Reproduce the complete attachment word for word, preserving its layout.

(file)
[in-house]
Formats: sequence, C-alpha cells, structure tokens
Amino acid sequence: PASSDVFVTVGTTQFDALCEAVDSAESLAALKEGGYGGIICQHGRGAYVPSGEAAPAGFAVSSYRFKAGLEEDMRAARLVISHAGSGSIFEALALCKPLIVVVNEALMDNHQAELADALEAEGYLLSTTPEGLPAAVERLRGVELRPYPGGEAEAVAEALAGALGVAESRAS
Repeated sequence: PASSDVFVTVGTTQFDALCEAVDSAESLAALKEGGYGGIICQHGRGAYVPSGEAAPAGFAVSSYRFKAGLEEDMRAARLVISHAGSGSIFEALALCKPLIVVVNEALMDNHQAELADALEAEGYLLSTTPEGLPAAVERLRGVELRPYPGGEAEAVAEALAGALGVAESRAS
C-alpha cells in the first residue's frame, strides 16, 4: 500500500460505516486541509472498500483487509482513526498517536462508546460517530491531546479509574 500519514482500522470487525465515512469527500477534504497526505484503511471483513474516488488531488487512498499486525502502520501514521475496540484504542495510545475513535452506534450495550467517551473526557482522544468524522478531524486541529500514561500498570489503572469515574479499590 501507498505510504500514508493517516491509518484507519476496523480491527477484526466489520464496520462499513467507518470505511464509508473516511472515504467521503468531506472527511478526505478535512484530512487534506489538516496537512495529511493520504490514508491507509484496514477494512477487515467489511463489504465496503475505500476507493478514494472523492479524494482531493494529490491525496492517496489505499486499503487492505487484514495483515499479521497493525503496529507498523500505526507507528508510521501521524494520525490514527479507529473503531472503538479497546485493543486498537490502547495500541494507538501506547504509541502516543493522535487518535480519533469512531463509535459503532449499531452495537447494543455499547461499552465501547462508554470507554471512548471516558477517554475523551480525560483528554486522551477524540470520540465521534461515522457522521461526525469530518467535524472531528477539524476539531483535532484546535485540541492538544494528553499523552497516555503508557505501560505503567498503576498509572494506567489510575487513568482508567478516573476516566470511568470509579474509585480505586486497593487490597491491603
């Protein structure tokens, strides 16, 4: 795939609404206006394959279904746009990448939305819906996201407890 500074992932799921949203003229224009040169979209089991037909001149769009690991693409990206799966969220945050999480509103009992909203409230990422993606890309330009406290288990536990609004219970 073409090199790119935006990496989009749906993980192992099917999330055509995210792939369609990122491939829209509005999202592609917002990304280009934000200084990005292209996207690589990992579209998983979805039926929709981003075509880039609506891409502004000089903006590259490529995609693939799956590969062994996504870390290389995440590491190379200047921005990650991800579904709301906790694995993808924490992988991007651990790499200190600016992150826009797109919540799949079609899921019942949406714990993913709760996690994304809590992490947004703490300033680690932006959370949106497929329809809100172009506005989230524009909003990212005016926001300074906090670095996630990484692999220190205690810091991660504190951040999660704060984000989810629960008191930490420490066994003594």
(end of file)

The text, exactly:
[in-house]
Formats: sequence, C-alpha cells, structure tokens
Amino acid sequence: PASSDVFVTVGTTQFDALCEAVDSAESLAALKEGGYGGIICQHGRGAYVPSGEAAPAGFAVSSYRFKAGLEEDMRAARLVISHAGSGSIFEALALCKPLIVVVNEALMDNHQAELADALEAEGYLLSTTPEGLPAAVERLRGVELRPYPGGEAEAVAEALAGALGVAESRAS
Repeated sequence: PASSDVFVTVGTTQFDALCEAVDSAESLAALKEGGYGGIICQHGRGAYVPSGEAAPAGFAVSSYRFKAGLEEDMRAARLVISHAGSGSIFEALALCKPLIVVVNEALMDNHQAELADALEAEGYLLSTTPEGLPAAVERLRGVELRPYPGGEAEAVAEALAGALGVAESRAS
C-alpha cells in the first residue's frame, strides 16, 4: 500500500460505516486541509472498500483487509482513526498517536462508546460517530491531546479509574 500519514482500522470487525465515512469527500477534504497526505484503511471483513474516488488531488487512498499486525502502520501514521475496540484504542495510545475513535452506534450495550467517551473526557482522544468524522478531524486541529500514561500498570489503572469515574479499590 501507498505510504500514508493517516491509518484507519476496523480491527477484526466489520464496520462499513467507518470505511464509508473516511472515504467521503468531506472527511478526505478535512484530512487534506489538516496537512495529511493520504490514508491507509484496514477494512477487515467489511463489504465496503475505500476507493478514494472523492479524494482531493494529490491525496492517496489505499486499503487492505487484514495483515499479521497493525503496529507498523500505526507507528508510521501521524494520525490514527479507529473503531472503538479497546485493543486498537490502547495500541494507538501506547504509541502516543493522535487518535480519533469512531463509535459503532449499531452495537447494543455499547461499552465501547462508554470507554471512548471516558477517554475523551480525560483528554486522551477524540470520540465521534461515522457522521461526525469530518467535524472531528477539524476539531483535532484546535485540541492538544494528553499523552497516555503508557505501560505503567498503576498509572494506567489510575487513568482508567478516573476516566470511568470509579474509585480505586486497593487490597491491603
């Protein structure tokens, strides 16, 4: 795939609404206006394959279904746009990448939305819906996201407890 500074992932799921949203003229224009040169979209089991037909001149769009690991693409990206799966969220945050999480509103009992909203409230990422993606890309330009406290288990536990609004219970 073409090199790119935006990496989009749906993980192992099917999330055509995210792939369609990122491939829209509005999202592609917002990304280009934000200084990005292209996207690589990992579209998983979805039926929709981003075509880039609506891409502004000089903006590259490529995609693939799956590969062994996504870390290389995440590491190379200047921005990650991800579904709301906790694995993808924490992988991007651990790499200190600016992150826009797109919540799949079609899921019942949406714990993913709760996690994304809590992490947004703490300033680690932006959370949106497929329809809100172009506005989230524009909003990212005016926001300074906090670095996630990484692999220190205690810091991660504190951040999660704060984000989810629960008191930490420490066994003594």